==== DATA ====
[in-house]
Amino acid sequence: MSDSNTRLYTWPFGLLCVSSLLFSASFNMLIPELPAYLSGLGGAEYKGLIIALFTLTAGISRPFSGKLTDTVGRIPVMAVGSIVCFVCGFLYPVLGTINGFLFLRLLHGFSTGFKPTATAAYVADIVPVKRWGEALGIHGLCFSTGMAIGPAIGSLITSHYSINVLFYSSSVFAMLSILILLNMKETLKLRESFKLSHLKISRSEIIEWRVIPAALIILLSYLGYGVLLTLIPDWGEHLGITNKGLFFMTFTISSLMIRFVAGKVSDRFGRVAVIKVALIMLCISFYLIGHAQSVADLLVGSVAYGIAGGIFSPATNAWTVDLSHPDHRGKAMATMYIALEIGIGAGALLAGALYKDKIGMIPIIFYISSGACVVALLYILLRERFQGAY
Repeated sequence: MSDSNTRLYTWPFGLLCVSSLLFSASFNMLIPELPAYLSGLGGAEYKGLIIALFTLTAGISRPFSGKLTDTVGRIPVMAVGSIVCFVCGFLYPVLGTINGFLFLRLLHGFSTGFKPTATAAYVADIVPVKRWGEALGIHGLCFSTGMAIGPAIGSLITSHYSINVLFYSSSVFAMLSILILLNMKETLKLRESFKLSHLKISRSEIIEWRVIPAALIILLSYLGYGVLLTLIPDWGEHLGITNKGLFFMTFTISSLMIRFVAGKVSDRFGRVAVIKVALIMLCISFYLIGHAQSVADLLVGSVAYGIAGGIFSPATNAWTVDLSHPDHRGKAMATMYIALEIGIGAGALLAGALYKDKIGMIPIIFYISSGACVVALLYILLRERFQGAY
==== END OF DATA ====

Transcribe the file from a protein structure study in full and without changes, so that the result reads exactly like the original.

[in-house]
Amino acid sequence: MSDSNTRLYTWPFGLLCVSSLLFSASFNMLIPELPAYLSGLGGAEYKGLIIALFTLTAGISRPFSGKLTDTVGRIPVMAVGSIVCFVCGFLYPVLGTINGFLFLRLLHGFSTGFKPTATAAYVADIVPVKRWGEALGIHGLCFSTGMAIGPAIGSLITSHYSINVLFYSSSVFAMLSILILLNMKETLKLRESFKLSHLKISRSEIIEWRVIPAALIILLSYLGYGVLLTLIPDWGEHLGITNKGLFFMTFTISSLMIRFVAGKVSDRFGRVAVIKVALIMLCISFYLIGHAQSVADLLVGSVAYGIAGGIFSPATNAWTVDLSHPDHRGKAMATMYIALEIGIGAGALLAGALYKDKIGMIPIIFYISSGACVVALLYILLRERFQGAY
Repeated sequence: MSDSNTRLYTWPFGLLCVSSLLFSASFNMLIPELPAYLSGLGGAEYKGLIIALFTLTAGISRPFSGKLTDTVGRIPVMAVGSIVCFVCGFLYPVLGTINGFLFLRLLHGFSTGFKPTATAAYVADIVPVKRWGEALGIHGLCFSTGMAIGPAIGSLITSHYSINVLFYSSSVFAMLSILILLNMKETLKLRESFKLSHLKISRSEIIEWRVIPAALIILLSYLGYGVLLTLIPDWGEHLGITNKGLFFMTFTISSLMIRFVAGKVSDRFGRVAVIKVALIMLCISFYLIGHAQSVADLLVGSVAYGIAGGIFSPATNAWTVDLSHPDHRGKAMATMYIALEIGIGAGALLAGALYKDKIGMIPIIFYISSGACVVALLYILLRERFQGAY